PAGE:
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Borderline Personality Disorder: New Reasons for Hope

Borderline Personality Disorder: New Reasons for Hope

Borderline personality disorder (BPD) affects about 1% of the population.1 Until recently, little information has been available on the subject for patients with BPD and/or their families. Now there is a fairly crowded market—I found several books online.

So how does this volume stand out?

Borderline Personality Disorder: New Reasons for Hope is one in a series being published by Johns Hopkins University Press on major psychiatric disorders. It skillfully frames the complexities of BPD within a theoretical model of mental illness developed at the Johns Hopkins Department of Psychiatry and Behavioral Sciences.

The book is grounded in research, and its judgments are generally cautious. The authors usefully identify the reasons why clinicians often fail to diagnose BPD. The problems are based on the complexity of the disorder, its unfairly deserved reputation for chronicity, and the absence of any specific pharmacological treatment.2 Issues not dealt with in competing books, such as epidemiology, differential diagnosis, and cross-national differences, are described. The section on neuroimaging notes that such data are descriptive rather than explanatory.

A well-judged section on BPD in adolescence validates the diagnosis in that age-group. It cautions, however, that not all adolescents who self-mutilate or overdose on drugs go on to have BPD. In addition, the discussion of psychosocial risk factors avoids blaming parents for their child’s disorder.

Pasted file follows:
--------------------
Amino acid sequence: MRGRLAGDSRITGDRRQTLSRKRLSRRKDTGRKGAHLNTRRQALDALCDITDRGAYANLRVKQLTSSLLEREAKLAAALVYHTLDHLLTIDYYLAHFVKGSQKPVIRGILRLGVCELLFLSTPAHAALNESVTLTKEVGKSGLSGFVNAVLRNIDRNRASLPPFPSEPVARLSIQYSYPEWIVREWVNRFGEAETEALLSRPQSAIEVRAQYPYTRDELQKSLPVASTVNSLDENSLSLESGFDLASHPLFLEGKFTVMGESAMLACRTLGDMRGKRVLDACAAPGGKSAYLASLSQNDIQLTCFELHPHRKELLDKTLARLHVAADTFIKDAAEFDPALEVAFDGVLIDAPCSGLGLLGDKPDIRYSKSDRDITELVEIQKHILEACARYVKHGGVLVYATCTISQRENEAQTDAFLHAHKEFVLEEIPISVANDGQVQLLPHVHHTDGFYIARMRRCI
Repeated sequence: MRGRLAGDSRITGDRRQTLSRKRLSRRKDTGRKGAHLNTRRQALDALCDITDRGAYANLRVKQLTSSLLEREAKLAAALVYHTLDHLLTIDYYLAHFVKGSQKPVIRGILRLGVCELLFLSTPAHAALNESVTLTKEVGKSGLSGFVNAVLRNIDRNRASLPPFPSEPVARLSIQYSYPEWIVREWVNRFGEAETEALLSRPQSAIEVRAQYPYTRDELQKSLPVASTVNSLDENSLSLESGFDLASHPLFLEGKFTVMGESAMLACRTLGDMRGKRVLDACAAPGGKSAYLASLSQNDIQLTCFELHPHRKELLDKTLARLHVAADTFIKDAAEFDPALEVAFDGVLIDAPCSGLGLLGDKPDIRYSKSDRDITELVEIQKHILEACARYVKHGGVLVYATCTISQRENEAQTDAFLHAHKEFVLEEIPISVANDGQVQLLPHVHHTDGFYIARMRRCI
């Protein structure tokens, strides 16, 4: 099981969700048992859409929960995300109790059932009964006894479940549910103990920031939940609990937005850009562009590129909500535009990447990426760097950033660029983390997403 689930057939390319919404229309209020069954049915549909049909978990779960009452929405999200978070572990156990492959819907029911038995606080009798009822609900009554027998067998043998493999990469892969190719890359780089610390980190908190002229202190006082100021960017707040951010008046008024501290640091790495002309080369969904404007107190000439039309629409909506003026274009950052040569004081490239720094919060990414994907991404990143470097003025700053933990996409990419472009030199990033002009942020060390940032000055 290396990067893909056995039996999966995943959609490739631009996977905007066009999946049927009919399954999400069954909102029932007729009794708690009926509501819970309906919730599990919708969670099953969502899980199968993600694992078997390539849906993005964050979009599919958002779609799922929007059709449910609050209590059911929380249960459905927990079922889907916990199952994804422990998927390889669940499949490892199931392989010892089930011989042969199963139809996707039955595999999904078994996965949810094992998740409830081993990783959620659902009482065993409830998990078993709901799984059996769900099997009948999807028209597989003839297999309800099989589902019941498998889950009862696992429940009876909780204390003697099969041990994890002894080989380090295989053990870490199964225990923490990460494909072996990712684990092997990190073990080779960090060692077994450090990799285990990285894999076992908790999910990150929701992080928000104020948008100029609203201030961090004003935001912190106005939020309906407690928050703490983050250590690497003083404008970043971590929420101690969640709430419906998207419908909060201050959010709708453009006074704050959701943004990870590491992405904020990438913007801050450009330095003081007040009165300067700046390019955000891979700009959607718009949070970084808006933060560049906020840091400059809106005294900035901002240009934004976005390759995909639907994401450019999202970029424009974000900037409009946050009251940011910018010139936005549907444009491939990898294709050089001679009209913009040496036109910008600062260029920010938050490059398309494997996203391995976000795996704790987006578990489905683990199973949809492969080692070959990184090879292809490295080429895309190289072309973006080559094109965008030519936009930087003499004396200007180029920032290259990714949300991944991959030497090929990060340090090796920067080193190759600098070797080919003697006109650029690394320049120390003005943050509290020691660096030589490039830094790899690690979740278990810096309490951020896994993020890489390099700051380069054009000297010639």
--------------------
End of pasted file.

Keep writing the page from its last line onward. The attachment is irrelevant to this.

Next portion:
Overall, the authors review a wide range of concepts with admirable simplicity. I had only a few differences of opinion with its conclusions. For example, they overestimate the value of medications in BPD, which have marginal efficacy and never lead to remission. However, it would not be possible to write a book on this subject that did not arouse controversy.

In summary, the book is thoughtful, accurate, and user-friendly. Because the authors avoid exaggeration and closely follow empirical evidence, it does not present the attractive, but misleading, impression that we understand what causes BPD or how to treat the most difficult cases.

References

References

1. Lenzenweger MF, Lane MC, Loranger AW, Kessler RC. DSM-IV personality disorders in the National Comorbidity Survey Replication. Biol Psychiatry. 2007;62:553-564.
2. Paris J. Treatment of Borderline Personality Disorder: A Guide to Evidence-Based Practice. New York: Guilford Press; 2008.

 
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